Renfield: Should You Wait For A Post-Credits Scene?

The supernatural comedy horror Renfield ends with a bloody, gruesome climax, wrapping things up quickly before the credits role. The film is a tight 93 minutes, and as mentioned in TV Overmind’s Renfield review, the ride is a wild one — blood spills, heads roll (literally), and eventually, good vanquishes evil. Once Nic Cage’s Dracula is finally destroyed, there’s not much for the titular hero to do before the movie’s over. So should you stick around, or is it safe to head to the car early and beat the crowds? (This is a joke — there won’t be crowds.)

Renfield Doesn’t Have A Post-Credits Scene

Renfield Nic Cage and Nicholas Hoult

Renfield does not have a traditional post-credits scene at the end, nor is there a mid-credits scene — at least, not in the expected sense. If you were hoping Universal was planning a whole series with Renfield, that seems unlikely at this point — which may be why there wasn’t a post-credits teaser. With Universal Pictures releasing the decidedly more serious The Last Voyage of Demeter later this summer, chances are that any continued Dracula series will come out of that, not this silly Nic Cage and Nicholas Hoult vampire comedy. Having said that, audiences do still have a reason to stay seated until the lights go up.

The Renfield End Credits Celebrate Classic Universal Horror

Lon Chaney London After Midnight

The end credits for Renfield are highly stylized, combining the fun musical score by Marco Beltrami (Scream, Hellboy) with background visuals of essentially bonus footage. Some of this appears to be alternate takes or cut material, but other parts are harder to place; one shot seems to be Renfield and others doing a choreographed dance — perhaps from a cut musical number? It’s brief, so it’s difficult to really make out what’s happening.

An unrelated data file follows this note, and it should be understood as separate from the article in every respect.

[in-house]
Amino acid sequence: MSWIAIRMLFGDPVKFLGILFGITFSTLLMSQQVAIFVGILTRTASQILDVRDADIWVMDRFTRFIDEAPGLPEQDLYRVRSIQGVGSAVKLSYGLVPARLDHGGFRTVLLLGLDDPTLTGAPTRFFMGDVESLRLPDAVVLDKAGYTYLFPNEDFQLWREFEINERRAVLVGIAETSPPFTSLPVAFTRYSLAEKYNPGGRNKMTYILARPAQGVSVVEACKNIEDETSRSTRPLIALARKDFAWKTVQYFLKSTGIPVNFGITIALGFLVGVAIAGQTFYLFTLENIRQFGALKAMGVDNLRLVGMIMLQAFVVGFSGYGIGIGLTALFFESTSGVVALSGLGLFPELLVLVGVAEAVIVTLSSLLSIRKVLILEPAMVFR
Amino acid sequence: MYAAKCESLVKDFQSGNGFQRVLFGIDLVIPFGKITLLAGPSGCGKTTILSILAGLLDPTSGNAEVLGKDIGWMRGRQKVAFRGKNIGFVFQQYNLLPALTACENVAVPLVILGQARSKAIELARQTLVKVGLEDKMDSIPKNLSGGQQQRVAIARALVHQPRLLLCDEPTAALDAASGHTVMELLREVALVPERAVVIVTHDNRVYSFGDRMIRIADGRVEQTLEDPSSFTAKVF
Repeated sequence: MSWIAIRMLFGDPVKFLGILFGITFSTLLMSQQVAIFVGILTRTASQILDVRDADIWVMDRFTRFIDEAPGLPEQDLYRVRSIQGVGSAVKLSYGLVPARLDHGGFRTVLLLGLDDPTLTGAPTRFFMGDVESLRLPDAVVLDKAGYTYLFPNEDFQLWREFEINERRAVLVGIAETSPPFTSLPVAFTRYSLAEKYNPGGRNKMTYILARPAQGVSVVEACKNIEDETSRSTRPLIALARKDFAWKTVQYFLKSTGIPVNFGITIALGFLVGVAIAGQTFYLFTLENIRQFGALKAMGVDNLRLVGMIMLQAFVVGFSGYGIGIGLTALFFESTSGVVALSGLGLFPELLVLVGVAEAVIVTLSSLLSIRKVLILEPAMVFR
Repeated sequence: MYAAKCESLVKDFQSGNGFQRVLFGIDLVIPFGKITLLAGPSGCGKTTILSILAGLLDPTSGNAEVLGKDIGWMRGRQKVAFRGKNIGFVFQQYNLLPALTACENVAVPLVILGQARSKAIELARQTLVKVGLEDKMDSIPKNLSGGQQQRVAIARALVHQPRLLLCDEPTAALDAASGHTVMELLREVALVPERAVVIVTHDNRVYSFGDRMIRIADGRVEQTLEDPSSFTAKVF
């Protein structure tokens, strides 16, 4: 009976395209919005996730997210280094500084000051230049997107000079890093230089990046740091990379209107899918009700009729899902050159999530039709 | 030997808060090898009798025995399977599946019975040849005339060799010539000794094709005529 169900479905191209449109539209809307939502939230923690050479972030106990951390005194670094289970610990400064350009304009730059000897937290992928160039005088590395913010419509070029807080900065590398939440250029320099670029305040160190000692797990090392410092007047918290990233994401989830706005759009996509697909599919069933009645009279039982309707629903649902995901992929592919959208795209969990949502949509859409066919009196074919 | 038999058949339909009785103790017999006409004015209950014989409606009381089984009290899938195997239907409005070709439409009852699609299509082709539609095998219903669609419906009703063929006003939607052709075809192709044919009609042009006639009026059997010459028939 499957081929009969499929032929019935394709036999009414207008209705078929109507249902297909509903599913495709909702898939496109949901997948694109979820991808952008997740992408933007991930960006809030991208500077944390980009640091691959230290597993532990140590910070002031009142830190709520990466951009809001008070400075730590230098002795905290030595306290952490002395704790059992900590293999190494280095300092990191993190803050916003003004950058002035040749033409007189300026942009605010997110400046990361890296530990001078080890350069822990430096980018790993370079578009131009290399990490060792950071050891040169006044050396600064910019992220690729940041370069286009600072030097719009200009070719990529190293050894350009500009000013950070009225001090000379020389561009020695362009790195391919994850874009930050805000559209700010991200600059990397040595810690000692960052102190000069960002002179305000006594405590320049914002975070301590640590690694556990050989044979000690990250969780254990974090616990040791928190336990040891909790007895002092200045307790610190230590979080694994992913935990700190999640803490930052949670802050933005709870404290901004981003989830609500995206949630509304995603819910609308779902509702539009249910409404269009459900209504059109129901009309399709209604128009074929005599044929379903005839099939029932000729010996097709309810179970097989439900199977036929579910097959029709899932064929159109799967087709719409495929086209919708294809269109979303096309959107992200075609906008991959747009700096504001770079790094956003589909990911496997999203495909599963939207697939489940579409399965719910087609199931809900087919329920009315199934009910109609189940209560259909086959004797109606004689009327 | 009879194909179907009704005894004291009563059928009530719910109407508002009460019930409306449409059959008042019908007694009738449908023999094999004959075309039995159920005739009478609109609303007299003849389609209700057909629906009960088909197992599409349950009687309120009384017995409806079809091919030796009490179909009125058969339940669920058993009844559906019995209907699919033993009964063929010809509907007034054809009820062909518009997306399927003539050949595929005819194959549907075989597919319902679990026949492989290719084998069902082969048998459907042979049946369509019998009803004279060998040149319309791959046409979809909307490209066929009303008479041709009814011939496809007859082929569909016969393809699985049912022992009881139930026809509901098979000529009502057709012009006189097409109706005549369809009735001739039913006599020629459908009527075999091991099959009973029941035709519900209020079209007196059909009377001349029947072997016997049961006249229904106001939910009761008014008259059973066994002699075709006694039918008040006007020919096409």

Much easier to make out is the cool Easter egg to a classic Universal film during the end credits. In one shot of Cage’s hilarious character, he’s shown in a top hat and black suit, grinning menacingly at the camera to show off his shark-like pointed teeth. In addition to just being a fun moment, this is actually a recreation of a famous promo picture from Lon Chaney’s 1927 horror picture London After Midnight (pictured above). Although lesser known than Universal’s Dracula, London After Midnight also featured a vampire as the primary antagonist, and it’s clear that Cage’s makeup (especially the teeth) draws inspiration from it as much as Bela Lugosi’s iconic bloodsucker.

London After Midnight was a silent black-and-white mystery horror, and was directed by Todd Browning (who would go on to direct Dracula in 1931). The film was lost in the 1965 MGM vault fire, along with hundreds of other films. Because of the Lon Chaney connection, London After Midnight is highly sought after; in fact, it might be the most desirable lost silent film. Renfield director Chris McKay is clearly showing his hand here, and it’s a nice little homage for fans of early horror.

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